Put it down as the second example of a small Canadian technology company taking on the big boys and the big boys doing their finest to stretch the procedure out.
A couple of years back it had been i4i Inc. versus Microsoft once the Toronto-based content development firm brought a patent infringement action against Microsoft. Microsoft lost and was ordered with a Texas court to pay for more than $290 million. But Microsoft appealed and kept appealing up to the final Court. The highest court wasn’t swayed, however, and the appeals court ruling that Microsoft wilfully infringed on i4i’s patent remained. The matter took more than four years to resolve and millions in legal fees.
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Now there is MediaTube Corp. versus Bell Canada. Based in Aurora, Ont., MediaTube, which provides IPTV services for television broadcasts, Internet, interactive games and video-on-demand and pay-per view, can also be the licensee within patent known as 477.
At issue is a patent infringement suit introduced April 2013 by MediaTube against Bell Canada. A trial, within the Federal Court, is set for September. How large could this matter get? MediaTube estimated its claim may be worth $350 million plus future royalties and penalties.
But in an affidavit prepared and filed by Doug Lloyd, MediaTube’s chief executive, on Jan. 11, reference is built to a greater number. “In April of 2014, Bell Canada’s counsel advised the government Court that damages may exceed $1 billion by the time these proceedings reach trial,” Lloyd said. In any currency $1 billion is real cash. BCE has about 865 million shares outstanding.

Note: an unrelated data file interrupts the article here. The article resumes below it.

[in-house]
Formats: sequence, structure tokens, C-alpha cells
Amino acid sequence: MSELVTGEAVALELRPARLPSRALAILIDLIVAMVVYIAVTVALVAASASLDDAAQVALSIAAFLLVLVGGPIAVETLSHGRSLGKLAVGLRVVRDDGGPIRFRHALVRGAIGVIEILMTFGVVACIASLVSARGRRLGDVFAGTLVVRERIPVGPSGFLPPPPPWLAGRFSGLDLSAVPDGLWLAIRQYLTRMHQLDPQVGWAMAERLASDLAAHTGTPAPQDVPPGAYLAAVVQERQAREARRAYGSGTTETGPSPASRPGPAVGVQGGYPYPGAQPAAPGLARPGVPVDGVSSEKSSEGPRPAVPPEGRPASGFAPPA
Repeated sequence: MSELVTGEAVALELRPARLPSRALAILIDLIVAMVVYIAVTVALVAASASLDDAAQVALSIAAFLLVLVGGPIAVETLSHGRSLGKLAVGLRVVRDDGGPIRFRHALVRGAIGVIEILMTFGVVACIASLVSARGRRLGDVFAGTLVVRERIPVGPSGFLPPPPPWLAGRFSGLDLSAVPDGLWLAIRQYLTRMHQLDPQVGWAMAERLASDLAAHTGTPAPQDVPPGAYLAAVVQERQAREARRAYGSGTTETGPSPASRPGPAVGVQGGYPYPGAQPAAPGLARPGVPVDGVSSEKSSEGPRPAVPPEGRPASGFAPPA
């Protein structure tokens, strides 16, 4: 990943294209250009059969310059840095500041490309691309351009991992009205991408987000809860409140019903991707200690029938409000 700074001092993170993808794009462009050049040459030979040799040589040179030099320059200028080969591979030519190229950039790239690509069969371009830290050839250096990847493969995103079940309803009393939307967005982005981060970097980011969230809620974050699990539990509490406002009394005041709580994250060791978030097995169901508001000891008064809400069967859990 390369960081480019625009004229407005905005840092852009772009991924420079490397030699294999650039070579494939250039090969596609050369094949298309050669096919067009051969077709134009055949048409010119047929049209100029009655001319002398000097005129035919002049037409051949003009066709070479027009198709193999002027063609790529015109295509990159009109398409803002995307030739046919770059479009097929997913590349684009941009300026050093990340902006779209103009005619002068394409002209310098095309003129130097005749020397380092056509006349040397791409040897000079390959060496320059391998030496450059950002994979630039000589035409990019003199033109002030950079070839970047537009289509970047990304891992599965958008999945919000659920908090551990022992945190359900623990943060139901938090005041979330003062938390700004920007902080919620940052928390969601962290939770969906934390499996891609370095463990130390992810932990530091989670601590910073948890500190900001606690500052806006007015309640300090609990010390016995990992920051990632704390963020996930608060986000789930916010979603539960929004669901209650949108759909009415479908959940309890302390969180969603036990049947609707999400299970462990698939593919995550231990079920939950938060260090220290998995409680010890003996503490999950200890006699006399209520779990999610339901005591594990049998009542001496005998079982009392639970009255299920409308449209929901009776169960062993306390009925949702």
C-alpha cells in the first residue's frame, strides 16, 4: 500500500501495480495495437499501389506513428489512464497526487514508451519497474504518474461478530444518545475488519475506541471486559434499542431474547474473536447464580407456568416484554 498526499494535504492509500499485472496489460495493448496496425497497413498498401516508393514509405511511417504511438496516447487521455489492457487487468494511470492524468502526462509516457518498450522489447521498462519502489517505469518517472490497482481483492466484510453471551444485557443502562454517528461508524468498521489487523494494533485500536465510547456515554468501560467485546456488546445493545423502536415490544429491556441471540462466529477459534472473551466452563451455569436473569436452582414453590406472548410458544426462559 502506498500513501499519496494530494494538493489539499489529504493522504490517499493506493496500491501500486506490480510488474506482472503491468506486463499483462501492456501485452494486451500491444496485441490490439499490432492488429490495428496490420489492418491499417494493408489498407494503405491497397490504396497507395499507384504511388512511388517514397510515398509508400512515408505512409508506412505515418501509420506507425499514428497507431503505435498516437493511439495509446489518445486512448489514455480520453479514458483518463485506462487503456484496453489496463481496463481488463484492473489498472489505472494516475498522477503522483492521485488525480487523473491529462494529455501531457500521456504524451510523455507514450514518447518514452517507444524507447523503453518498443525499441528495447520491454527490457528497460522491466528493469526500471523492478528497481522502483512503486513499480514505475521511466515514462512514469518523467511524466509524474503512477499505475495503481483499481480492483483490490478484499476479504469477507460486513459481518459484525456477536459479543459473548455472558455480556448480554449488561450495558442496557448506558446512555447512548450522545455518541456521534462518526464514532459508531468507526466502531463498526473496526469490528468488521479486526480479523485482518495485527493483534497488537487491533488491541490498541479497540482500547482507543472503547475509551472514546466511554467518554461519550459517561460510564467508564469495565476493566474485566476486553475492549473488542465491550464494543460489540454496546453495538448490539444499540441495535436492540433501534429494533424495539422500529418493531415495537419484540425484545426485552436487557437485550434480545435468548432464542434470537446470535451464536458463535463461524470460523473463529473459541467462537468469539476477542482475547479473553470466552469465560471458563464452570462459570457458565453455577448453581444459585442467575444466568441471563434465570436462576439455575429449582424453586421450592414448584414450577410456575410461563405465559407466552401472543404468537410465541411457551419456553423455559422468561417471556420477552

Lloyd’s affidavit and accompanying documentation detail some of the steps Bell, which caused MediaTube for many years on commercializing its patent before launching its FibeTV service this year, has had to stall the process. For instance:
January 2013: An email from Quebec-based PNG Management Canada to MediaTube stating that it was “prepared to finance MediaTube Corp. business plan. -but after receiving many harassing calls and emails from Bell Canada management – it was decided not to pursue the funding [as the calls] raised the risk factor.”
April 2013: Bell Canada brought a motion to remove Bereskin & Parr, (its a lawyer) in the proceedings “on the foundation of an alleged conflict of interest.” Twelve months later the government Court dismissed Bell Canada’s motion. That motion delayed the patent infringement proceedings by about a year “and substantially increased MediaTube’s attorney’s fees and expenses.”
April 2014: Following a Federal Court setting a timetable and ordering Bell to “file its defence, provide documents and conduct examinations for discovery,” Lloyd said that MediaTube “filed numerous motions to compel Bell Canada to comply with the timetable.”
Fall 2014: According to Lloyd, MediaTube’s legal counsel “were obliged to bring motions to compel Bell Canada to comply with its legal obligations included in discovery process.”
The latest example is currently playing out. In October of last year, the Ontario Superior Court awarded a $174,511.72 default judgement for Bell Canada against MediaTube. That judgement came in a claim filed by Bell Canada in February 2013 (although not served until twelve months later) alleging non payment “for services rendered pursuant to the Agreement.”
MediaTube has sought to create aside the ruling partly, due to the “asymmetric quantum of damages sought within the two proceedings.”
Calls to Bell seeking a comment weren’t returned. Lloyd couldn’t be reached for comment.